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With some questionable health advice being posted by your friends on Facebook, politicians arguing about the state of the American healthcare system and a new medical study being summarized in just a sentence or two on TV---that seems to contradict the study you heard summarized yesterday---it can be overwhelming to navigate the ever-changing landscape of health news.


“Just take a breath.” “Spit it out.” Do these comments seem conducive to effective communication?

October 22 was International Stuttering Awareness Day.

According to the American Speech and Hearing Association, stuttering affects the fluency of speech. Stuttered speech often includes repetitions of words or parts of words, as well as prolongations of speech sounds. Dysfluencies during the preschool years that are fleeting are very common. Most adults  say “um” from time to time as a vocalized pause; however,  people who stutter  produce too many of these disfluencies, impeding communication and impacting their daily lives.

Diagnosing stuttering requires the skills of a certified speech-language pathologist (SLP). According to Dr. Martha Cook, SLP and  Coordinator of The Center for Speech and Hearing at Southeast Missouri State University, each semester the clinic offers therapy to approximately 6 adults and children who have fluency disorders.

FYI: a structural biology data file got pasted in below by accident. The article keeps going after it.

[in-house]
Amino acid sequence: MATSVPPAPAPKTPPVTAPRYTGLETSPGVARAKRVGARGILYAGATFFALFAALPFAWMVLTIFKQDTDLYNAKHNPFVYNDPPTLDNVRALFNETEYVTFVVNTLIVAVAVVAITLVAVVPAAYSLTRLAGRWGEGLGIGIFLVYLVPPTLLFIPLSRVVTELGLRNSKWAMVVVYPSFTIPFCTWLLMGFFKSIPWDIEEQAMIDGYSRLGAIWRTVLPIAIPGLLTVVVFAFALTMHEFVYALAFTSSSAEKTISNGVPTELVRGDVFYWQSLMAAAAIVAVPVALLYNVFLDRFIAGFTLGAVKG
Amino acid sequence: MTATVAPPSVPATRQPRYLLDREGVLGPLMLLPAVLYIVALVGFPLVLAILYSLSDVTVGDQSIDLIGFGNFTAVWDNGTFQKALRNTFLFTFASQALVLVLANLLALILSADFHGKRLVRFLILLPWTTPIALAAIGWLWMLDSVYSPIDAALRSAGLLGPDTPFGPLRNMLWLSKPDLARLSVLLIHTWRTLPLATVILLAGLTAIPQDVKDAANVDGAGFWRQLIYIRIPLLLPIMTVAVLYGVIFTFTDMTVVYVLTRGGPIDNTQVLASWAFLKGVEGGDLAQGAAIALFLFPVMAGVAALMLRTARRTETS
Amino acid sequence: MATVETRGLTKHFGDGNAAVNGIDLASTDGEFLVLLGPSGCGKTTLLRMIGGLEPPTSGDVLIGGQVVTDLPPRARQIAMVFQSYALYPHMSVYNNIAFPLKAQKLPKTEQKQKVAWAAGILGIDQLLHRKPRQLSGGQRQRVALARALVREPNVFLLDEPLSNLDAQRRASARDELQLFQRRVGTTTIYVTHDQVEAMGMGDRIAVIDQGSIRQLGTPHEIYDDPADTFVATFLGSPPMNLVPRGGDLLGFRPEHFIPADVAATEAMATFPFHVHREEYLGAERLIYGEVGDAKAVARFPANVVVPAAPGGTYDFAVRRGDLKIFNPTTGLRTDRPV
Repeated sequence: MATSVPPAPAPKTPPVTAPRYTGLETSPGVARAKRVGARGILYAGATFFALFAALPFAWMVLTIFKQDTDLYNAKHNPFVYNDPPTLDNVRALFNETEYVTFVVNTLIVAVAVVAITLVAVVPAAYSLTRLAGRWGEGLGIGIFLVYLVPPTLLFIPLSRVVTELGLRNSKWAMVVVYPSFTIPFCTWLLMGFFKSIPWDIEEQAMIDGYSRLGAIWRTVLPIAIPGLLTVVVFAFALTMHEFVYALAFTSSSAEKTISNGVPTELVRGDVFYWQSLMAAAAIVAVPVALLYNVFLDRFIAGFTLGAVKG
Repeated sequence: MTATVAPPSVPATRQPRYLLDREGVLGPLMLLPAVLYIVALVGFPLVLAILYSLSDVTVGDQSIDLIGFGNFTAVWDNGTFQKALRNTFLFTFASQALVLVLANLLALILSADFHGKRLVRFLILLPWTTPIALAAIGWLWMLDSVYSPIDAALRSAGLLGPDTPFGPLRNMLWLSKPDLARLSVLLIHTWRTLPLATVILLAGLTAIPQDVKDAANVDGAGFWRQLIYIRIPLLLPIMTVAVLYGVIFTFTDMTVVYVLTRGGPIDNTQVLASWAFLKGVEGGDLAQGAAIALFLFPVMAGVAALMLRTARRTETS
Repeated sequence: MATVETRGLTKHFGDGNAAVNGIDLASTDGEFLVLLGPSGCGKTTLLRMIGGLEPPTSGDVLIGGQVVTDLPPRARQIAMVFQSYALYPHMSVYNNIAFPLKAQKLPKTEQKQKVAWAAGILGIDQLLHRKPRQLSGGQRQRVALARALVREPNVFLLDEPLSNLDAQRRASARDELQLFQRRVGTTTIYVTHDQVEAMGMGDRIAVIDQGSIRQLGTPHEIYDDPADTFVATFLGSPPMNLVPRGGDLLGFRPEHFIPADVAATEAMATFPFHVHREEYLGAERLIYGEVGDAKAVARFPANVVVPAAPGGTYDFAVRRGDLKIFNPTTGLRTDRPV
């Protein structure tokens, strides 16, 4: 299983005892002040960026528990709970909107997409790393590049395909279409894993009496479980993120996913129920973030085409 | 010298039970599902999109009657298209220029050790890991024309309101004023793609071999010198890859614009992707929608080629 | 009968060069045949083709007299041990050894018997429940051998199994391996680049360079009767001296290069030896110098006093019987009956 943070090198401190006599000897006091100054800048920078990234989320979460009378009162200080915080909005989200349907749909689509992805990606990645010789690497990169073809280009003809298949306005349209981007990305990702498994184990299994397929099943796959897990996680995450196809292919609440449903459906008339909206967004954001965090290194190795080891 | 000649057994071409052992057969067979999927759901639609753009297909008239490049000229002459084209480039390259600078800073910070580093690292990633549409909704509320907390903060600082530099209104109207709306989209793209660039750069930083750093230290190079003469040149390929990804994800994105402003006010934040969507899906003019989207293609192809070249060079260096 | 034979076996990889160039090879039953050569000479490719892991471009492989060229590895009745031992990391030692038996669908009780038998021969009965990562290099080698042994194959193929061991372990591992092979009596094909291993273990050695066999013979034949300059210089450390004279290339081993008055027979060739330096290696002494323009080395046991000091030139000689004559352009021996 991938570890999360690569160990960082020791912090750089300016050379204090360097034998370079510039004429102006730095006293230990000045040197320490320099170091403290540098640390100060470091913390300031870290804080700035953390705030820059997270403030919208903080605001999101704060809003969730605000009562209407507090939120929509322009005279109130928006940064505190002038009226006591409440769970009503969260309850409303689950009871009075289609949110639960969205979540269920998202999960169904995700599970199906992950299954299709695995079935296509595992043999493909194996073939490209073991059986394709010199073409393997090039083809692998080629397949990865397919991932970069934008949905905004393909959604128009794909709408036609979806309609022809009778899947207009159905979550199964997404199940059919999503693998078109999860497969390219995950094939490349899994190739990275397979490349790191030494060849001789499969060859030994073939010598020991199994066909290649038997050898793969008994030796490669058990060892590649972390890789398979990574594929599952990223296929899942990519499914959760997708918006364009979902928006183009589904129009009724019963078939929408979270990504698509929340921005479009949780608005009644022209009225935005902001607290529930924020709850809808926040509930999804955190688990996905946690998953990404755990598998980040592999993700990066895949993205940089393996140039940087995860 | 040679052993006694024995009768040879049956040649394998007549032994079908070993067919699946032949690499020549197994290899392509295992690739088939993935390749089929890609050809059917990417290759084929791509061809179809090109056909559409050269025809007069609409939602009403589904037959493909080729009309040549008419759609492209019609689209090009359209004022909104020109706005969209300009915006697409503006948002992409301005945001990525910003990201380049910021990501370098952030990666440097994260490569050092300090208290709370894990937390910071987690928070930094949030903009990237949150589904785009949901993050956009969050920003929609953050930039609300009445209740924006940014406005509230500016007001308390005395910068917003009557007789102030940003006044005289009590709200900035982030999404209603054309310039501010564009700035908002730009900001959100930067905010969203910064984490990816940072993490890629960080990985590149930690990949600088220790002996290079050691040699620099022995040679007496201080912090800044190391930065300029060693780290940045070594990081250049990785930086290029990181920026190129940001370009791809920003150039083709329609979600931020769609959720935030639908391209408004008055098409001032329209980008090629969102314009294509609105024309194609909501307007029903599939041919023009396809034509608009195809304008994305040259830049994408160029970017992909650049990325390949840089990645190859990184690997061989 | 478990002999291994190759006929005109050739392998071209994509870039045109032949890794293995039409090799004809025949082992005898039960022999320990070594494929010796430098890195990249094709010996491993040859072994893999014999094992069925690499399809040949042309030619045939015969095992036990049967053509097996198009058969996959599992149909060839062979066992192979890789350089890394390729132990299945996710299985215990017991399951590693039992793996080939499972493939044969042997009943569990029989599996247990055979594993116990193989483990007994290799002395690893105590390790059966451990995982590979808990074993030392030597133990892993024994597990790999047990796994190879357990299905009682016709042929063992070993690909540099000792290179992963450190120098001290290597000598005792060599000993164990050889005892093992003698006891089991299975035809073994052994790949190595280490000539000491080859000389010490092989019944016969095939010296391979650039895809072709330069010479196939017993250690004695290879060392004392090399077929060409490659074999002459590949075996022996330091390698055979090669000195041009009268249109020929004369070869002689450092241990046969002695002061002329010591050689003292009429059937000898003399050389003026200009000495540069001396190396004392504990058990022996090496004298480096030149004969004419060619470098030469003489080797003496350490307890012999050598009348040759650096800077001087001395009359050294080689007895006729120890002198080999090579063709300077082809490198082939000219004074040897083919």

Most treatment programs for people who stutter are designed to teach the person specific skills that lead to improved oral communication. SLPs teach people who stutter to monitor the rate at which they speak. People may practice fluent speech at rates that are much slower than typical speech. Over time, people learn to produce smooth speech at faster rates until speech sounds both fluent and natural.
When talking with people who stutter, give them the time they need to say what they want to say. Try not to finish sentences for them. Suggestions like "slow down," or  "relax” can make the person feel even more uncomfortable because these comments suggest stuttering should be simple to overcome...and it's not.

Dr. Martha Cook

Dr. Brooke Hildebrand Clubbs is an assistant professor in the Department of Leadership, Middle & Secondary Education. She writes for special publications of The Southeast Missourian and is a certified Community Health Worker.
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